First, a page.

[Python-Dev] Python-3.0, unicode, and os.environ

Guido van Rossum guido at python.org
Sun Dec 7 22:33:57 CET 2008

On Sun, Dec 7, 2008 at 1:20 PM, Terry Reedy <tjreedy at udel.edu> wrote:
> Toshio Kuratomi wrote:
>>  - If this is true, a definition of os.listdir(<type 'str'>) that would
>> better meet programmer expectation would be: "Give me all files in a
>> directory with the output as str type".  The definition of
>> os.listdir(<type 'bytes'>) would be "Give me all files in a directory
>> with the output as bytes type".  Raising an exception when the filenames
>> are undecodable is perfectly reasonable in this situation.
> Your examples (snipped) pretty well convince me that there is a use case for
> raising exceptions.  We should move beyond arguing over which one way is
> right.  I think there should be a second argument 'ignorebad=False' to
> ignore undecodable files rather than raise the exception (or 'strict=True'
> to stop and raise exception on non-decodable names -- then code is 'if
> strict: raise ...').  I believe other functions have a similar parameter.

If you want the exceptions, just use the bytes API and try to decode
the byte strings using the system encoding.

My problem with raising exceptions *by default* when an undecodable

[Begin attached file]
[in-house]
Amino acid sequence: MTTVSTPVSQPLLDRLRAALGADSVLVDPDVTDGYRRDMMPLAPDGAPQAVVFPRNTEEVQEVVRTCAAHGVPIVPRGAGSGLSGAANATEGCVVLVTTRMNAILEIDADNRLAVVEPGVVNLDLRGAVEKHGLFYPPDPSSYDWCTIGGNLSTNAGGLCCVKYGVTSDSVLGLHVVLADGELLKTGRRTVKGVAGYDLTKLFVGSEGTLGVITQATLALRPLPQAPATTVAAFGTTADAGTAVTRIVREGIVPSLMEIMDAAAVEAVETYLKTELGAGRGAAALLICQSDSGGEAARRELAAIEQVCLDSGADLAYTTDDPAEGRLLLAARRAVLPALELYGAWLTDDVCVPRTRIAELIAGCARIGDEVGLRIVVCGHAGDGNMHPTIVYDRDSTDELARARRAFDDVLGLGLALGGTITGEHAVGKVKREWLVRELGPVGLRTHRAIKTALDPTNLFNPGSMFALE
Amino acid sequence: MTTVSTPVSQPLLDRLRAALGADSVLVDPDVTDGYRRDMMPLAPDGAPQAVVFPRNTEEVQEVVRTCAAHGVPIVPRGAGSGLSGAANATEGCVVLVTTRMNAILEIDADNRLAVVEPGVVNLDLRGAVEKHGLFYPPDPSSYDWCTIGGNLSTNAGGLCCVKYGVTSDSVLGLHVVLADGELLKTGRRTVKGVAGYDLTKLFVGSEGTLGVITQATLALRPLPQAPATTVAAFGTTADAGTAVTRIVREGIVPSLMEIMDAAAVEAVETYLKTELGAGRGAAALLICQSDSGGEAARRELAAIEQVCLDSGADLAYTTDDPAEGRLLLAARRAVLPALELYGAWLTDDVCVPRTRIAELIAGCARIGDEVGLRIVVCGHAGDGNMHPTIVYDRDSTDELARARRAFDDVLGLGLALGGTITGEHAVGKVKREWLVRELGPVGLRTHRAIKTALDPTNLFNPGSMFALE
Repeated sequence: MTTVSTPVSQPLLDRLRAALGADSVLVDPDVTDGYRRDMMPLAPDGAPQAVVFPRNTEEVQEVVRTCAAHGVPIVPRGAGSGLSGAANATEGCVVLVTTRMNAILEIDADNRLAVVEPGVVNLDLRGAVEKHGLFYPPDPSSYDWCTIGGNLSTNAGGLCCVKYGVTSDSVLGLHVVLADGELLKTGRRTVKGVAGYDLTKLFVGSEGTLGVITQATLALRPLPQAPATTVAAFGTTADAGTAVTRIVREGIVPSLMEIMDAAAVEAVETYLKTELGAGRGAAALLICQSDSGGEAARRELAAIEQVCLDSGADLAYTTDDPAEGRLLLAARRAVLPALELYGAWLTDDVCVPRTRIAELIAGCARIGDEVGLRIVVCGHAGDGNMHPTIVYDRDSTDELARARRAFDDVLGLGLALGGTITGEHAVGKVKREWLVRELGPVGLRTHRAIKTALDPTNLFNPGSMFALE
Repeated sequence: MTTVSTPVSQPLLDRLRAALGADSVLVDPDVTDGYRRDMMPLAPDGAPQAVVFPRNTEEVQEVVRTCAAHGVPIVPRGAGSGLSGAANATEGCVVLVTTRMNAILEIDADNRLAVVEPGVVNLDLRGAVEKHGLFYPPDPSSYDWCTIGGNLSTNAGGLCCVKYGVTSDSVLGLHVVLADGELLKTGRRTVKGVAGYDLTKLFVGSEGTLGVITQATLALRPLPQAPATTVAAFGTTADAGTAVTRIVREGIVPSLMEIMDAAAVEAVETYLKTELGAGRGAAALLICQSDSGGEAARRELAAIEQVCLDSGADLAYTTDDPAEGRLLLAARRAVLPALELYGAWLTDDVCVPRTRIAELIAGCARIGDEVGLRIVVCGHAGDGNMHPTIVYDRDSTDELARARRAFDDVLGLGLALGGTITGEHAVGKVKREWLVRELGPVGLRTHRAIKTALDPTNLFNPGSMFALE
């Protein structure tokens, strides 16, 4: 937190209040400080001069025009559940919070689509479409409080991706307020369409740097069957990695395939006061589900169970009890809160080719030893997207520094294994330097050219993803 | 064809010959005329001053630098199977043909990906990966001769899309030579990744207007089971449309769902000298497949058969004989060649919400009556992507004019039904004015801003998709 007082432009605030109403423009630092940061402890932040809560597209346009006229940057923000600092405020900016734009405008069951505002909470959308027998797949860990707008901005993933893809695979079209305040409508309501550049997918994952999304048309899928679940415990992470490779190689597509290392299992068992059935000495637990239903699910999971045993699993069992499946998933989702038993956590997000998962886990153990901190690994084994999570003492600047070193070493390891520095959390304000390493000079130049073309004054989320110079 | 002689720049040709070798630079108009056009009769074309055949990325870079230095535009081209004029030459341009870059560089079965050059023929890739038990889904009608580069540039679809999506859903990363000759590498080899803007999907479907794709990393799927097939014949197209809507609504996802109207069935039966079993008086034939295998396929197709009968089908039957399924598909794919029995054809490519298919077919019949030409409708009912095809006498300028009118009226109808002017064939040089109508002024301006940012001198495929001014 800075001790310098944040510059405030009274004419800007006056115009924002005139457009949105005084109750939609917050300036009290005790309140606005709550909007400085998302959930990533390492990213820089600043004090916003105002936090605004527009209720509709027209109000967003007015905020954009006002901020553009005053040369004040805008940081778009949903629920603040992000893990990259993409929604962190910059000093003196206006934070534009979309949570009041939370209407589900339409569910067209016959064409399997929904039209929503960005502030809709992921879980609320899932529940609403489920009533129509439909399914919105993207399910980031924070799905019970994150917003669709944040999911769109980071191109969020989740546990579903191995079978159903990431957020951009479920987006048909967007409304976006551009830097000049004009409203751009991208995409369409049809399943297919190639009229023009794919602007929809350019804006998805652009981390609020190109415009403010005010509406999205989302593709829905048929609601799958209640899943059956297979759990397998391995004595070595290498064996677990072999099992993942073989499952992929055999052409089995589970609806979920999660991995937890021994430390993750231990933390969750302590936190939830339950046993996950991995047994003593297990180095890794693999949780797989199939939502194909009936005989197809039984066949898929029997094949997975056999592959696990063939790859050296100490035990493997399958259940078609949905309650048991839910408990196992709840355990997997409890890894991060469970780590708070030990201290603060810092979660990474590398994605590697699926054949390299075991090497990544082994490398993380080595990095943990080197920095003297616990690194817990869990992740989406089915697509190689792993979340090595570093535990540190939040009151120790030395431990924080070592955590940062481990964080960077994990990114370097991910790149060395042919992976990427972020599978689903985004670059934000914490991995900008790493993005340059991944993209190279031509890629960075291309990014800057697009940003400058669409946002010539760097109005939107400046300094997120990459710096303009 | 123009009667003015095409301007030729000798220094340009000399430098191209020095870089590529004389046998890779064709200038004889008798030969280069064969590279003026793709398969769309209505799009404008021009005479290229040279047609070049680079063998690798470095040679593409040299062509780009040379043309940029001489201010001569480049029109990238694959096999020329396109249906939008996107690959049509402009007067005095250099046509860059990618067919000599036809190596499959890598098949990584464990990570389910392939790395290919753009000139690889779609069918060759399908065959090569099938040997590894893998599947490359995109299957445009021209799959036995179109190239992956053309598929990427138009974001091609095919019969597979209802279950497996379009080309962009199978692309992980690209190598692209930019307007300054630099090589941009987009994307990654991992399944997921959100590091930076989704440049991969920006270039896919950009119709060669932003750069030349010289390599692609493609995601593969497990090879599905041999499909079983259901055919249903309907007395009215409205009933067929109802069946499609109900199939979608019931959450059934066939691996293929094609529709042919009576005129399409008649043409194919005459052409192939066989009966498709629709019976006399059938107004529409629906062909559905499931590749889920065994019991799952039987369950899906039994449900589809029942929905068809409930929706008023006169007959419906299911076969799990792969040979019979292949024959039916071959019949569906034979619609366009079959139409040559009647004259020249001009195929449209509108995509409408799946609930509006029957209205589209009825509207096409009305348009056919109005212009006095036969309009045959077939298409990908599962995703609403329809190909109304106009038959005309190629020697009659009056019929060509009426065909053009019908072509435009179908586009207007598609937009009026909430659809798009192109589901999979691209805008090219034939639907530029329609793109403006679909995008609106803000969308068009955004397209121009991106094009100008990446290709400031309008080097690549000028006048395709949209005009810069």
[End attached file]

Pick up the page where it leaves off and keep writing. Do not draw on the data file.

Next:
name exists is that it may render an app completely useless in a
situation where the developer is no longer around. This happened all
the time with the 2.x Unicode API, where the developer hadn't
anticipated a particular input potentially containing non-ASCII bytes,
and the user fed the application non-ASCII text. Making os.listdir
raise an exception when a directory contains a single undecodable file
means that the entire directory can't be read, and most likely the
entire app crashes at that point. Most likely the developer never
anticipated this situation (since in most places it is either
impossible or very unlikely) -- after all, if they had anticipated it
they would have used the bytes API in the first place. (It's worse
because the exception being raised would be UnicodeError -- most
people expect os.listdir to raise OSError, not other errors.)

--Guido van Rossum (home page: http://www.python.org/~guido/)

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